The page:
I may be getting too philosophical here but I notice there’s some interest in that so I’ll throw out something I’ve found concerning one of the most basic building blocks in memory work: creating associations.
There’s the wiki page which outlines techniques:
But I was looking at more of a categorical system. I found a similar system in a related art of critical theory of literature by the French author, Roland Barthes. It’s my belief that memory images are just the visual translation of speaking or writing in sentences so this breakdown of narratives seemed to mimic the visual narratives that we create.
His five major narrative forms, or codes as he calls them, with my idea of memory systems relationships are:
- Semantic - one element suggests another by connotation. This is the usual planned association for long-term storage. Albert Einstein does something relevant like drawing on a blackboard with a piece of chalk in a classroom.
- Proairetic - one element has an action (the cause) left without an effect creating suspense. A good way to connect up two memory images like a Person-Action system. Albert Einstein is drawing on a blackboard but suddenly hears an unusual noise, turns, and throws the chalk toward the back of the classroom.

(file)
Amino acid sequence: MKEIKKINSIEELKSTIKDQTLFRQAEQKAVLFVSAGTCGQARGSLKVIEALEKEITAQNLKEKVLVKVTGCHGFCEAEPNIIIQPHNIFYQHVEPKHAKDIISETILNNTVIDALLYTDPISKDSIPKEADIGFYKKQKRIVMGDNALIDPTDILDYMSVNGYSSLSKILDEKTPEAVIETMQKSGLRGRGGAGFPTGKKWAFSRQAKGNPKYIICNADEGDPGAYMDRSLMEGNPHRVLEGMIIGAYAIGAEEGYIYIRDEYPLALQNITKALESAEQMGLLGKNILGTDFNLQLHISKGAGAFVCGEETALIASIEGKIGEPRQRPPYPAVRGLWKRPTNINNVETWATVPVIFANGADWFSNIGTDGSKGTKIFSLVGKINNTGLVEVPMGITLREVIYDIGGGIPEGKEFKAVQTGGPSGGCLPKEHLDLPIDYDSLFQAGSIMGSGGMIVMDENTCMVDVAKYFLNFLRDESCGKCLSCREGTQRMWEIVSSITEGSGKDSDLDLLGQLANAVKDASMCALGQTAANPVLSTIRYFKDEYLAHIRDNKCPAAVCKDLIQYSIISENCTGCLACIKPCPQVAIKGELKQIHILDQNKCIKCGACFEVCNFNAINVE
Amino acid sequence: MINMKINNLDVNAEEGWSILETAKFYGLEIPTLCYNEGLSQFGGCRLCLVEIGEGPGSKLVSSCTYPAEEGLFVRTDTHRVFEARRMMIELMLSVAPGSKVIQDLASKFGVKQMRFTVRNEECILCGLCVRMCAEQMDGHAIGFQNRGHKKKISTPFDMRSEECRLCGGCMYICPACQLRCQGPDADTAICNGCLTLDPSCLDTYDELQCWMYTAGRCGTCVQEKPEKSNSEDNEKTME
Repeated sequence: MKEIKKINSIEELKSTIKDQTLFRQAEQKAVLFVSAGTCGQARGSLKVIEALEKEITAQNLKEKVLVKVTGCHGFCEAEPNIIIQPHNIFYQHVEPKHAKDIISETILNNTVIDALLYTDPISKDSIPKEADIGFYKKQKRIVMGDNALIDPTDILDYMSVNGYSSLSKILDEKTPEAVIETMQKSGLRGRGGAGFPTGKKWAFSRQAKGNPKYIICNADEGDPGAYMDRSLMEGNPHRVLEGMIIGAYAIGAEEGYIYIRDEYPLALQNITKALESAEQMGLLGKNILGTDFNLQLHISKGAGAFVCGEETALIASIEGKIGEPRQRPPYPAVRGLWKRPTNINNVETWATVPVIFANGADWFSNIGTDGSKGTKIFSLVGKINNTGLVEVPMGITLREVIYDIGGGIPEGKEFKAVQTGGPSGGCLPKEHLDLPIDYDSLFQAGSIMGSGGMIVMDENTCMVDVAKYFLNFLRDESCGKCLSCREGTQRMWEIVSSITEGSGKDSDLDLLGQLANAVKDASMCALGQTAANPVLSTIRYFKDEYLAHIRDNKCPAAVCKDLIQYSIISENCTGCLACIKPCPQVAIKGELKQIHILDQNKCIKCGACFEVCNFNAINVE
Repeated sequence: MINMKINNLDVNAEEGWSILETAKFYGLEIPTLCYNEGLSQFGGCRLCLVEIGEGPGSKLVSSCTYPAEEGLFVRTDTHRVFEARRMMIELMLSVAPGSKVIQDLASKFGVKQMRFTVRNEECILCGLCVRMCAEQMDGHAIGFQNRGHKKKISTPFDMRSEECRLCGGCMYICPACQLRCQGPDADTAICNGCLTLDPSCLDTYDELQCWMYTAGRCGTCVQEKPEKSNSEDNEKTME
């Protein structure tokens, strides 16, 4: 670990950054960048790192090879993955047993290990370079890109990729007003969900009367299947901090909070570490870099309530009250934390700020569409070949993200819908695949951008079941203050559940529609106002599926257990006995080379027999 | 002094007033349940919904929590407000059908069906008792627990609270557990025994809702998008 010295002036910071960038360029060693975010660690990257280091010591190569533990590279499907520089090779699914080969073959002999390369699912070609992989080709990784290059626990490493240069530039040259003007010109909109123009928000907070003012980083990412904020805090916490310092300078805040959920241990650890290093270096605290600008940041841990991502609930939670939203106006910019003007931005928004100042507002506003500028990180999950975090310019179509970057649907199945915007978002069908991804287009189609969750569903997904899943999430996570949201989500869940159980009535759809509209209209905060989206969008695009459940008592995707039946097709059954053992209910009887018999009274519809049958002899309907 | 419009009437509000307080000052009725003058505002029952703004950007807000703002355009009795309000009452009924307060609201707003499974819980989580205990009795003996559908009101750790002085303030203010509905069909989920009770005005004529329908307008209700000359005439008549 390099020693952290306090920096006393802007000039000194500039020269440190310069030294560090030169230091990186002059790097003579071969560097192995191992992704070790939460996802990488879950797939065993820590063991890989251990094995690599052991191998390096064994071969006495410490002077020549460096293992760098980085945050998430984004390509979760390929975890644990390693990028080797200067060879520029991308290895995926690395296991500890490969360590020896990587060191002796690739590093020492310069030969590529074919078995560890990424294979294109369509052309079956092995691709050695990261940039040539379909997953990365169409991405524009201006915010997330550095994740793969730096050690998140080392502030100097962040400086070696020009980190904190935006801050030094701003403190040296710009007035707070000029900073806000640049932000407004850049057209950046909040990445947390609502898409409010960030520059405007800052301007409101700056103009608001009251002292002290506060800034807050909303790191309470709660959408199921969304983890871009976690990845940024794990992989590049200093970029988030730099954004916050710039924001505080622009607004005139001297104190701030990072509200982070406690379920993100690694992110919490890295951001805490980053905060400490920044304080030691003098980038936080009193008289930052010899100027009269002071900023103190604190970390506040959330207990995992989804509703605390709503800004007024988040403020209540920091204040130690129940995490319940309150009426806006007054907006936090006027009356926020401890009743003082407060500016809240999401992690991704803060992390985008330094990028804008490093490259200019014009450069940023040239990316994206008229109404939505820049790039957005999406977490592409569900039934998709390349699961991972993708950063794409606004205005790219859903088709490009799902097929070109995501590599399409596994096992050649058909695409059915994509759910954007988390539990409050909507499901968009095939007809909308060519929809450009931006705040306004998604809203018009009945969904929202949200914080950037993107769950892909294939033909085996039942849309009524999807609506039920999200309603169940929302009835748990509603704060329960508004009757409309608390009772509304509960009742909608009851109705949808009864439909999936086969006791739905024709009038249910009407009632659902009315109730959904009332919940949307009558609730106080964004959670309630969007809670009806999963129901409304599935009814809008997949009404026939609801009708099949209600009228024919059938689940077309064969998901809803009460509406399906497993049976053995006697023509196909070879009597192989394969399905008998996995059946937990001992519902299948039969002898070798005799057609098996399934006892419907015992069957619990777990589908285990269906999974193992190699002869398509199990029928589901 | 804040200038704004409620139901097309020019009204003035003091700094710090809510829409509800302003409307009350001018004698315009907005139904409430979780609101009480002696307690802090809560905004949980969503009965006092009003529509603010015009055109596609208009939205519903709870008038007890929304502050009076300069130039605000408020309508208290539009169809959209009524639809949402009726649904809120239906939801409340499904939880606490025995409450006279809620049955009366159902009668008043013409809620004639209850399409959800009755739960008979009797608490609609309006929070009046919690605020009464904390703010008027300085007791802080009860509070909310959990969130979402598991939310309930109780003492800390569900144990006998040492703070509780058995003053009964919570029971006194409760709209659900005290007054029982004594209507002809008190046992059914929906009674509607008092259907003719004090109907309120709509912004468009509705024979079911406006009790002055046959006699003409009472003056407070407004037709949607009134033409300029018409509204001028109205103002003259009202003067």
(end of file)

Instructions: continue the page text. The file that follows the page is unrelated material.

- Hermeneutic - one element raises questions about why it happened and is resolved after another element resolves it. Albert Einstein throws the chalk toward the back of the classroom. His student, Boris Johnson was so bored he pulled his hair into a mess, and went to the back of the classroom to talk with other bored students. Albert was upset with Boris.
- Symbolic - similar to semantic but at a deeper level for organization. This is maybe when you associate to an index or category. Albert Einstein holds the physics chair in the sciences building.
- Cultural - an element that refers to a body of knowledge like groupings of clichés, proverbs, or popular sayings. I would call this an index peg that associations are made to. Albert Einstein is drawing on a blackboard with a piece of chalk in a classroom. The blackboard is on pulleys and can be pulled up into the upstairs classroom for classical mechanics. A radiator has pipes that lead down to the furnace room for thermodynamics. He carries a cell phone that communicates with a cell tower for electromagnetism. The clock on the wall has a rocket where you learn about relativity. And he really annoyed with meowing from a room next door with many boxes but can’t figure out which box it comes from for quantum mechanics.
How do you think that lines up with the visual language of memory images and are there any good principles that we can derive from his thinking here? You can follow up on the original concepts for more detail.